Perhaps you saw the articles a couple of weeks ago, indicating that Google had officially announced that its Google Analytics product was now able to track social media interaction. As the linked article mentioned, this is a welcome addition to the built-in capability of the Google +1 button to track clicks. However, this bit of news was soon overshadowed by all the buzz surrounding the (as yet, despite being enormous, and frequently discussed) beta of Google+ – the new Google social platform.

Social activity on Google AnalyticsWe had seen the articles and sort of filed them away for future reference. A friend got in touch last week, however, asking how to implement this, and indicating that the information wasn’t very clear. After reading the official documentation, we certainly had to agree. However, after a bit of testing, we were able to get it to work, and provide the results here, in case you’d like to use Google Analytics to track various social interaction on your website, blog, or whatever.

What we’re trying to accomplish

To be clear, the objective is to add some JavaScript to our website, blog, or whatever, that will allow us to use Google Analytics to track when someone clicks on social media buttons on the page – such as a Facebook Like button, or a Facebook share link, or a Twitter follow or Tweet button, or any other similar item. For those who enjoy figuring this out for themselves, the documentation can be found here.

For the rest of us, there are three pieces of code to insert (We haven’t attempted to use anything but Facebook and Twitter – though the same principle would work with any; also Google +1 forwards data to GA automatically, so there is no need to do anything special for it), and of course a couple of prerequisites.

Prerequisites:

  1. You will need to be able to add files to your web server, and edit the page(s) you want the tracking to work on.
  2. You must have Google Analytics tracking code on the site (I’m not sure if you have to use async code, but I suspect you do)
  3. You must be using the “New” GA – so it will show Social under the Visitors area.
  4. Grab the ga_social_tracking.js file from Google and put it in the same location as the page to be tracked (or change the path to the js file in the first script tag under Code step 1).

Code needed to make this work:

  1. In the section of the page (I would suggest after the GA code, but don’t know if that is mandatory), add:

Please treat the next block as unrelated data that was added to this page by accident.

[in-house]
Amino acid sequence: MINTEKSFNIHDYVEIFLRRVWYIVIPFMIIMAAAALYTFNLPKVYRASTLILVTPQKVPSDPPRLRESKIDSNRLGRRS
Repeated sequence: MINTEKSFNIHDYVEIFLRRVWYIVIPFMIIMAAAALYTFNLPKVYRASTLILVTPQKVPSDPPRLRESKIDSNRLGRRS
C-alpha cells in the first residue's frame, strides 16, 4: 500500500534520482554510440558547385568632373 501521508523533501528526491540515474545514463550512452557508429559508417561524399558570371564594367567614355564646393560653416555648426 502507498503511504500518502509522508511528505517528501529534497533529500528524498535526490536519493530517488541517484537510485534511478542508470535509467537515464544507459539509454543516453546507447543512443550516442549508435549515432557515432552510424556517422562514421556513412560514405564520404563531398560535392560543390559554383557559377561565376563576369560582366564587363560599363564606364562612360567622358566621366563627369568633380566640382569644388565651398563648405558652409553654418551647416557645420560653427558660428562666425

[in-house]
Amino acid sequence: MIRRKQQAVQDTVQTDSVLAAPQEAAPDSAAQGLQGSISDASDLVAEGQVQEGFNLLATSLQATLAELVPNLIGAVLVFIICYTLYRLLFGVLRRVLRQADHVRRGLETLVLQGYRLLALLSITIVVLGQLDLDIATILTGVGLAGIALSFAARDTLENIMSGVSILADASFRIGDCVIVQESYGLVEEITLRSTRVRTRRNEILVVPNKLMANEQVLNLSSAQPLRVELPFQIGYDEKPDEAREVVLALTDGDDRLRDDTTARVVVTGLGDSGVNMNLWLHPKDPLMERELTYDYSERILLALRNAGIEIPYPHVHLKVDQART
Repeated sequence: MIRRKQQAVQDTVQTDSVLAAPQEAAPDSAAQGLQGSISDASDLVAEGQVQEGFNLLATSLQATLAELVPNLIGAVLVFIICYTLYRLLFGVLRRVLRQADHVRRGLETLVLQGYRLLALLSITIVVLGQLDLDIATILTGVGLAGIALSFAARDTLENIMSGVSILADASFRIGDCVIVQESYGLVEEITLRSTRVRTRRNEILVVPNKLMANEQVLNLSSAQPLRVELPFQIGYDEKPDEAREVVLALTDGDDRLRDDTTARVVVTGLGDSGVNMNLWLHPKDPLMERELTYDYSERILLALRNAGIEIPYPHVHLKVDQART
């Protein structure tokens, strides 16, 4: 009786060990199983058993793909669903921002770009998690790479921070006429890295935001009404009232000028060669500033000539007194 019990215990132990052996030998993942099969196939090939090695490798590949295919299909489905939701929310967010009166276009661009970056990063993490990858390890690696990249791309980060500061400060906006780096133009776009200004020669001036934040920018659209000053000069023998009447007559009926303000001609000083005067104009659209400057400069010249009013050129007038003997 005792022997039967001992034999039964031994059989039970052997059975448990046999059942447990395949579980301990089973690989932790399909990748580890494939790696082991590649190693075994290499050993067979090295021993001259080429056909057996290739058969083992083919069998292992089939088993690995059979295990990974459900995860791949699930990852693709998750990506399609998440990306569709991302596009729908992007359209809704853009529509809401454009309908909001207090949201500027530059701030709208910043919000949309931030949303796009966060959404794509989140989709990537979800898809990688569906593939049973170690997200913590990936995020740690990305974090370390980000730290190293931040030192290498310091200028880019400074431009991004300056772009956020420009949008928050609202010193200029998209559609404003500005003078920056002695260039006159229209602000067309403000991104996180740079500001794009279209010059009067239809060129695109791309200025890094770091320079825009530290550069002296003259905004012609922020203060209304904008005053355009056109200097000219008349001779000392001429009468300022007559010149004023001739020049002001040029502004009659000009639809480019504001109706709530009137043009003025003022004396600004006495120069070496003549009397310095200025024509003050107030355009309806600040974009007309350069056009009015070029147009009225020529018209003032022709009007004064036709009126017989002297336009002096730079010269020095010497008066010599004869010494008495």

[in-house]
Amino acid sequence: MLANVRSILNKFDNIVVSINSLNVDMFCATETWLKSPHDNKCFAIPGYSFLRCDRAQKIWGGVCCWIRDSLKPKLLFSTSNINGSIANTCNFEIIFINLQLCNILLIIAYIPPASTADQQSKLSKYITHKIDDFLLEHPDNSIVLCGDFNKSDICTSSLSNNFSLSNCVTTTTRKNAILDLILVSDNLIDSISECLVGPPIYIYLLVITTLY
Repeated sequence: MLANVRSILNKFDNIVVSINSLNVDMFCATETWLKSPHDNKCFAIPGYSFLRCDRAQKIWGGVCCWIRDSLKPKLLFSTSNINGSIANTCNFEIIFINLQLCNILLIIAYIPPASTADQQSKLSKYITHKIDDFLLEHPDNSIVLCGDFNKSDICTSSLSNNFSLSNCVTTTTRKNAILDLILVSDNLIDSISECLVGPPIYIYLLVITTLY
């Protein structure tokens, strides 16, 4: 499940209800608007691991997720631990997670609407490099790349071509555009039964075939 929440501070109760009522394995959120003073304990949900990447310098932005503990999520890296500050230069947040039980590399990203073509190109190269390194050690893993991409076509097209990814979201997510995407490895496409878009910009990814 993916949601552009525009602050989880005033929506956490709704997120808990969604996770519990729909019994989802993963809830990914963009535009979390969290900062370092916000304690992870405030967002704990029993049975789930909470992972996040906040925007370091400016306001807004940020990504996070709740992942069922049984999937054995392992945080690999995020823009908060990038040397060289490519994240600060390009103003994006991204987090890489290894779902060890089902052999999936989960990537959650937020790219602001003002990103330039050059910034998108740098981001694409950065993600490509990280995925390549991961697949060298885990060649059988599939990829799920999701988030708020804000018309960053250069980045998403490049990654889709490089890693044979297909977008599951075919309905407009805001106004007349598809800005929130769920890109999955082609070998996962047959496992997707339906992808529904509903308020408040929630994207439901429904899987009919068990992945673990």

<script src="ga_social_tracking.js" type="text/javascript"></script>
    <script src="http://platform.twitter.com/widgets.js" type="text/javascript"></script>
    <script src="http://connect.facebook.net/en_US/all.js#xfbml=1"></script>
  2. Where you want the buttons to appear, put

    a. for Twitter
    <a href="http://www.twitter.com/share" data-url="http://www.YOURSITE.com" data-via="YOURTWITTERID" class="twitter-share-button">Tweet</a>

    You can leave off the data-via line if you don’t want tweets to show up in your twitter feed. Obviously change YOURSITE and YOURTWITTERID to the appropriate values. The Twitter documentation allows for other ways to create a Twitter button. This is just one example. Feel free to play with others, but you may have to make other changes if it doesn’t work the same way as this example.

    b. for Facebook

    <fb:like></fb:like>

    This is the simple version for creating a “simple” Facebook “Like” button. For other types, you can see the Facebook developer documentation. Here is one other example:

    Put this in place of the <fb:like></fb:like> section above:


    <div id="fb-root"></div>
    <fb:like href="http://www.YOURDOMAIN.com/PAGETOTRACK" send="true" show_faces="false" layout="button_count"></fb:like>


    Then change YOURDOMAIN.com to your domain, and PAGETOTRACK to the path and page you want to have the button track. Do not omit the div with the fb-root id.

  3. Just before the closing body tag on the page, put

    <script>
    _ga.trackSocial();
    </script>

Done and done.

Social activities seem to show up in the new Google Analytics within an hour or so.

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